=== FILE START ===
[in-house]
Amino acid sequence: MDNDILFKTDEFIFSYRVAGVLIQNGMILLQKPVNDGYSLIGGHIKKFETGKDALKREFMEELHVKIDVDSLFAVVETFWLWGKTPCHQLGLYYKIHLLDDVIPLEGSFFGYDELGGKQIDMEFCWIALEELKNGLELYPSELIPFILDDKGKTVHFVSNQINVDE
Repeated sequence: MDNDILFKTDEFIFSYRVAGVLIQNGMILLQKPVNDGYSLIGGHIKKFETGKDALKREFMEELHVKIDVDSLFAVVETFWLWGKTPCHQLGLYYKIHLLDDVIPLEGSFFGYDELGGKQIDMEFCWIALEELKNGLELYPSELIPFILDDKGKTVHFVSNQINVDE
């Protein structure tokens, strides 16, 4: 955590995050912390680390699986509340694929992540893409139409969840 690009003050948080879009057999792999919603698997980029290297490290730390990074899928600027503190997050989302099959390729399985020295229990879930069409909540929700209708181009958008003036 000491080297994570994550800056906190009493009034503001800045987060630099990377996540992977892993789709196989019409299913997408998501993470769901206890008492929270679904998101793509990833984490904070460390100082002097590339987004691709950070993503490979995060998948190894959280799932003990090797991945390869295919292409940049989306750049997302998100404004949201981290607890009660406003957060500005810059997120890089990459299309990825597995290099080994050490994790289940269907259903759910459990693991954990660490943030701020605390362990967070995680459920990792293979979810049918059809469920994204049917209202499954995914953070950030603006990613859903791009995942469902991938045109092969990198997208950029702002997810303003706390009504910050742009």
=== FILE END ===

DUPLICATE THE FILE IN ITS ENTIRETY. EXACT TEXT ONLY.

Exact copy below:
[in-house]
Amino acid sequence: MDNDILFKTDEFIFSYRVAGVLIQNGMILLQKPVNDGYSLIGGHIKKFETGKDALKREFMEELHVKIDVDSLFAVVETFWLWGKTPCHQLGLYYKIHLLDDVIPLEGSFFGYDELGGKQIDMEFCWIALEELKNGLELYPSELIPFILDDKGKTVHFVSNQINVDE
Repeated sequence: MDNDILFKTDEFIFSYRVAGVLIQNGMILLQKPVNDGYSLIGGHIKKFETGKDALKREFMEELHVKIDVDSLFAVVETFWLWGKTPCHQLGLYYKIHLLDDVIPLEGSFFGYDELGGKQIDMEFCWIALEELKNGLELYPSELIPFILDDKGKTVHFVSNQINVDE
């Protein structure tokens, strides 16, 4: 955590995050912390680390699986509340694929992540893409139409969840 690009003050948080879009057999792999919603698997980029290297490290730390990074899928600027503190997050989302099959390729399985020295229990879930069409909540929700209708181009958008003036 000491080297994570994550800056906190009493009034503001800045987060630099990377996540992977892993789709196989019409299913997408998501993470769901206890008492929270679904998101793509990833984490904070460390100082002097590339987004691709950070993503490979995060998948190894959280799932003990090797991945390869295919292409940049989306750049997302998100404004949201981290607890009660406003957060500005810059997120890089990459299309990825597995290099080994050490994790289940269907259903759910459990693991954990660490943030701020605390362990967070995680459920990792293979979810049918059809469920994204049917209202499954995914953070950030603006990613859903791009995942469902991938045109092969990198997208950029702002997810303003706390009504910050742009």